Does anyone out there still remember Nancy Spain? She was long on my list of People To Find Out About, along with Gilles de Rais, the 15th- century Fred West. But compared to the unutterably squalid and banal Fred, Gilles's crimes had an almost religious intensity. A figure of opulent evil, he fought alongside Joan of Arc, and was both a devout Catholic and a committed Satanist. For ages he bobbed around in my head in hints and half-phrases; then over the course of one year I read Huysman's La- Bas, Tournier's Gilles et Jeanne, Robert Nye's The Life and Death of my Lord Gilles de Rais, George Bataille's The Trial of Gilles de Rais, based on contemporary documents (truly a descent into the maelstrom) and a smashing doublet-ripper from the Gay Men's Press, after which I'd kind of had enough of Gilles. Nancy was to remain an enigma for a few years more.
I came across her in an old book, which recounted how she once saw a ghost just outside Fortnum & Mason. This mixture of the numinous and the mundane greatly appealed to me, as did her fantastic name. But who and what was she? At the time of writing Nancy Spain evidently needed no introduction. So the name was filed away and, gradually, the odd reference here and stray mention there added up to a recognisable character. She was a journalist, humorist, novelist and discreet lesbian in the middle decades of this century. Photographs show her as a jolly-hockeysticks type with cropped black hair, hefty forearms and even heftier eyebrows. She remained a shadow, so it was with great delight that I discovered last week, on a bookstall in the Charing Cross Road, Why I'm Not a Millionaire, Nancy Spain's autobiography published in 1957, price pounds 2.
Born in Newcastle, she went to Roedean, where the girls had to wear djibbahs, the sack-like tunics prescribed by the school founders. Spain looks far from sylph-like in her djibbah. She graduated to writing sports reports for northern newspapers, and had another ghostly encounter, this time with her lacrosse-playing friend Bin, dead at 24: "Once I am sure I saw her come into a restaurant. She sat down and ordered, of all things, a Scotch Egg. But when I leapt up to say hello she seemed to vanish, leaving a hard, clear line for a second, as a piece of paper does when it burns in the fire."
The Second World War cut short a fledgling journalistic career, and she joined the Wrens' press office, where she learned to call leaving the building "going ashore". At 25, she wrote a Wren's eye-view of the war, Thank You, Nelson, which was an immediate hit, but was quickly sucked up into literary London where she earned no money for 10 years and made lots of friends. Her arrival in Fleet Street, aged 35, was not propitious: her red MG promptly blew up. "It burnt merrily for some time outside the Press Association building until I put out the fire with my duffle coat."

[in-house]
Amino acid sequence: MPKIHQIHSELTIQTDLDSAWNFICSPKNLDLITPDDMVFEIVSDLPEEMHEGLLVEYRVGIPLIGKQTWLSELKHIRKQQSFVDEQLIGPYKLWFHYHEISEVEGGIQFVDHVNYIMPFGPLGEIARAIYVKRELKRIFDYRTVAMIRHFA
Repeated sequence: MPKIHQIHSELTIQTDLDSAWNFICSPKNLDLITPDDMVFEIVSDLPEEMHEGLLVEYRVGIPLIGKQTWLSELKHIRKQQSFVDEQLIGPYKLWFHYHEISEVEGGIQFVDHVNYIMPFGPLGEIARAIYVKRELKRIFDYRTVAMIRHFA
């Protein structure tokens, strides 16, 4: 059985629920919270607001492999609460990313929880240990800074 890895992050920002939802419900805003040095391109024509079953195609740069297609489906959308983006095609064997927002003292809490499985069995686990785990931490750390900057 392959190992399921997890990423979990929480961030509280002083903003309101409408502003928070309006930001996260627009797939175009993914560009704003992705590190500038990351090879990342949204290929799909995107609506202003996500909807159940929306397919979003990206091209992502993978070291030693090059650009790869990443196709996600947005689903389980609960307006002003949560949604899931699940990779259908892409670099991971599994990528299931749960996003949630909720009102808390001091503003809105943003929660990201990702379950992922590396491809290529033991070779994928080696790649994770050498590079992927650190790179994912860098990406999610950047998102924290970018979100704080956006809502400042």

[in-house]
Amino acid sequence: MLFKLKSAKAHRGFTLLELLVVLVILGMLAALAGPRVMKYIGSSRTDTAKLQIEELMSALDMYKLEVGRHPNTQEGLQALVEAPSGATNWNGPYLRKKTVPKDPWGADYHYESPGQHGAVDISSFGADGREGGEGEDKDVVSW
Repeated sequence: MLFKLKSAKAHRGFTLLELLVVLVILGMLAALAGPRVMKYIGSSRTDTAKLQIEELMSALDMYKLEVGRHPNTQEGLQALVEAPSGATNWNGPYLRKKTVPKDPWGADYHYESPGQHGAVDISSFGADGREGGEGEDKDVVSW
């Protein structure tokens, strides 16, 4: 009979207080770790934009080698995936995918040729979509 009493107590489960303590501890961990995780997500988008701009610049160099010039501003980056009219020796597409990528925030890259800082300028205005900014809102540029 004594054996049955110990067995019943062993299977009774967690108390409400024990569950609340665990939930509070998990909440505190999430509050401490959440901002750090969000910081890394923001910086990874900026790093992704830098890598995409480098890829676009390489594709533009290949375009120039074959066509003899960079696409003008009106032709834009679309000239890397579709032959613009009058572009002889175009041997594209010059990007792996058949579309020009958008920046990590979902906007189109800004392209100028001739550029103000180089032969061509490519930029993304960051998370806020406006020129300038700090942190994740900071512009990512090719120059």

It's disconcerting to find she was a name-dropper and sycophant of Paula Yates dimensions though, granted, her subjects are more dazzling: "Cocteau was marvellous"; "I liked Katharine Hepburn enormously"; Noel Coward has "the quickest, most spontaneous wit in the room". Particularly hard to take is the eulogy to her employer, Lord Beaverbrook: "His head is marvellous. So are his hands. Huge, very sensitive ..."
You continually have to make allowances for modern slang: "gay" is one of her favourite adjectives. Her sister is gay; her friends are gay; one of them is even "married to a gay man called Colin". However, you don't have to look too hard for the secret homosexual dynamic, whether it's in her adoration of Marlene Dietrich or her determination to wear trousers. The continual but entirely neutral references to love affairs with men contrast tellingly with the gushing rhapsody on the neat figure and tiny waist of the woman who, with her two small sons, became Nancy's "family".
It is all a wonderfully touching portrait of a vanished, gay world, when female magazine editors wore hats, when the Daily Express was still in "the great black glass building that Lord Beaverbrook ordered from Sweden", and Fleet Street was in full flow: "Journalists who never leave the Street are a terrible thing ... they become cynical, tired young-old men with hair whitened by catching perpetual deadlines with stories that aren't quite good enough ... because they haven't left the Street 'to go and see'." This makes poignant reading in the eastern fastness of Canary Wharf.
Spain ends her account with the declaration that "whatever the next 40 years turn out to be ... they couldn't possibly be more fun than the 40 years that have gone before." If she had been granted those 40 years, Spain would still be around today, perhaps even a household name; but she died in a aircrash not so long after this jaunty little book was published. How nice it would be to meet her ghost in Piccadilly, outside Fortnum and Mason.Reuse content